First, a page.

Mentally Ill Jailed More Often Than Hospitalized

As some of you may know, May is Mental Health Month.  If you are interested in mental health issues, you may want to check out this excellent resource, Mental Health America.  I will be adding them to the “Resources for Disabled Persons” page as well.  What I did not know until I reviewed the Mental Health America website is that May has been Mental Health Month since 1949.

I find that fact astonishing considering that bias (or, at best, discomfort with) mental health issues forced Missouri Senator Thomas Eagleton from the 1972 Democratic Presidential ticket alongside, George McGovern.  The fact that May has been Mental Health Month since 1949 also calls into question a shocking report from USA Today, released earlier this month.  You can link to the USA Today article here.

According to the article, a seriously mentally ill person in the USA is three times more likely to be incarcerated than hospitalized.  Furthermore, in no state was a seriously mentally ill person — someone with schizophrenia or bipolar disorder, for example — less likely to be incarcerated than hospitalized.  States that stood out at opposite ends of the spectrum, however, were North Dakota and Nevada.  In North Dakota, a mentally ill person was, at least, equally likely to be hospitalized as incarcerated.  In Nevada, however, a mentally ill person was 10 times more likely to be incarcerated than hospitalized.

Before any readers jump to the conclusion that this article is just one more piece of liberal dribble – these statistics were based on a report prepared by the National Sheriff’s Association, hardly a bastion of wild liberalism, and the Treatment Advocacy Center.  Kudos to the Sheriff’s Association for participating in this study.  In my opinion, it is incredibly important to see law enforcement taking a leading role in getting this kind of information out to the public because, unfortunately, law enforcement in many areas often lacks adequate training to appropriately deal with the mentally ill.  As a result, these citizens’ frequently find themselves abused, mis-used, wrongly incarcerated, and their conditions severely exacerbated.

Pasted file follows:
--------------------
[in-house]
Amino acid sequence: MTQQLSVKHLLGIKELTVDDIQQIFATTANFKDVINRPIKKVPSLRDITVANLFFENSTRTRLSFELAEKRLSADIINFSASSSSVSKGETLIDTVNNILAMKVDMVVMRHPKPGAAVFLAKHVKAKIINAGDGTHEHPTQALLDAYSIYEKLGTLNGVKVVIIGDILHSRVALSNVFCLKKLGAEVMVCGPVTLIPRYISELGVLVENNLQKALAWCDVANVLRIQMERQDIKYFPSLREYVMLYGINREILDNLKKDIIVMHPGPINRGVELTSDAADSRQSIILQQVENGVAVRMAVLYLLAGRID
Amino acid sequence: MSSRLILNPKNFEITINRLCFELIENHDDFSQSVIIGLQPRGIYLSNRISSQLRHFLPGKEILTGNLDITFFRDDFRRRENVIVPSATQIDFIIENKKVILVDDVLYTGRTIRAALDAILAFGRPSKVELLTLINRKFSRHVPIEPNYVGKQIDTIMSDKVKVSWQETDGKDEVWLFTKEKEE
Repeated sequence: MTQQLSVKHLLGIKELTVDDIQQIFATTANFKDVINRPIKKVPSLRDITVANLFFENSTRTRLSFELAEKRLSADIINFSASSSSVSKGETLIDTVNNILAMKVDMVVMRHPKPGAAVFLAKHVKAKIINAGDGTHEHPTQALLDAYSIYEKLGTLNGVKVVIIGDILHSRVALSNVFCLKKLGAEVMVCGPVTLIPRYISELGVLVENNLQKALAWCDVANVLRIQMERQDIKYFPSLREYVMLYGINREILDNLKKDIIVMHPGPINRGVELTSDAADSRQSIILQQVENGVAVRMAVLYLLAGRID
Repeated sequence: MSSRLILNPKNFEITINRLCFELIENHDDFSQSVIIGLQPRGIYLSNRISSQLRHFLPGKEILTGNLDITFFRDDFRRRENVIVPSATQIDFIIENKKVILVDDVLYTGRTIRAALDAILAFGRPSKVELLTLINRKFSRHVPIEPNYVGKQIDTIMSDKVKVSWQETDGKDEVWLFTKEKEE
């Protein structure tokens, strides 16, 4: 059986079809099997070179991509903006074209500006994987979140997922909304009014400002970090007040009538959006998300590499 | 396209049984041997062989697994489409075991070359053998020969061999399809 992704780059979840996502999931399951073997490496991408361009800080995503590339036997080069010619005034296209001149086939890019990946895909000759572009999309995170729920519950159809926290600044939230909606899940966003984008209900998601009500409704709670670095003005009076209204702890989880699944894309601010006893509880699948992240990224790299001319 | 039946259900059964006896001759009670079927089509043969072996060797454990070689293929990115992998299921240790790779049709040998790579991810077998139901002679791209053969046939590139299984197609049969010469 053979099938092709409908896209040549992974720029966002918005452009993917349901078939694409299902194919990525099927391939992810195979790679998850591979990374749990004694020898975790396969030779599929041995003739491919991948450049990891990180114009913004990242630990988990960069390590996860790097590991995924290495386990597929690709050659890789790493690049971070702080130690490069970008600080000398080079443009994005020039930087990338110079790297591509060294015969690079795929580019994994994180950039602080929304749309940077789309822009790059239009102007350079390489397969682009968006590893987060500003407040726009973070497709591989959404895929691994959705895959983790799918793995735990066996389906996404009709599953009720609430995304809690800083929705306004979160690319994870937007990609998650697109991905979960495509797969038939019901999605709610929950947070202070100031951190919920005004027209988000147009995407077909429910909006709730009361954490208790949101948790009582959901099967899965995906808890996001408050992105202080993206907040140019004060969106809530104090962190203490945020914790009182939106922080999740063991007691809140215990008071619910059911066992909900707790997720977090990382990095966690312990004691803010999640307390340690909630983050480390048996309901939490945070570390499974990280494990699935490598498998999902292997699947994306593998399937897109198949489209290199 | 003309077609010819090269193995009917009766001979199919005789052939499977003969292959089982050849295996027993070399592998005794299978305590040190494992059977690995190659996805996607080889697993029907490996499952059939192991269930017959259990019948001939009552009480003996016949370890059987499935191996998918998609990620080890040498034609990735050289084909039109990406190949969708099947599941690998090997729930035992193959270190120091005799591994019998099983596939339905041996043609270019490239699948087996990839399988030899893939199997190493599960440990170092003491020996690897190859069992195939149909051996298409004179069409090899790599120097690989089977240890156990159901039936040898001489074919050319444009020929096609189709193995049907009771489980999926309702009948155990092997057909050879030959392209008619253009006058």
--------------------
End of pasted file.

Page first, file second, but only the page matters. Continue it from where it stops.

My personal thanks to National Alliance on Mental Illness for circulating the USA Today article on LinkedIn.  For more information on the subject of mental health generally, please check out the website at National Institute of Mental Health.

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Stress, Depression, Suicide Continue To Plague Legal Profession

On the Threshold of Eternity
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Admittedly, unless one is writing about “right-to-die” cases like Teri Schiavo or Dr. Kevorkian, one does not typically write about suicide as a civil rights topic.  However, much has been written lately about suicide, and for good reason.

Suicides in the workplace jumped 28% this year over last year, according to statistics released in August by the U.S. Dept. of Labor.

As a recent Huffington Post article points out, the economic fallout from the recession contributes to increases in suicidal behavior.

In addition, our military’s growing suicide problem is finally surfacing in mainstream media articles.

For decades now, grim statistics on stress, depression and suicide in the legal profession have persisted.  In this month’s issue of the ABA Journal, you will find some sobering must-read articles about these issues.  Speaking as someone who lives with anxiety and depression, every lawyer can benefit by reading these articles.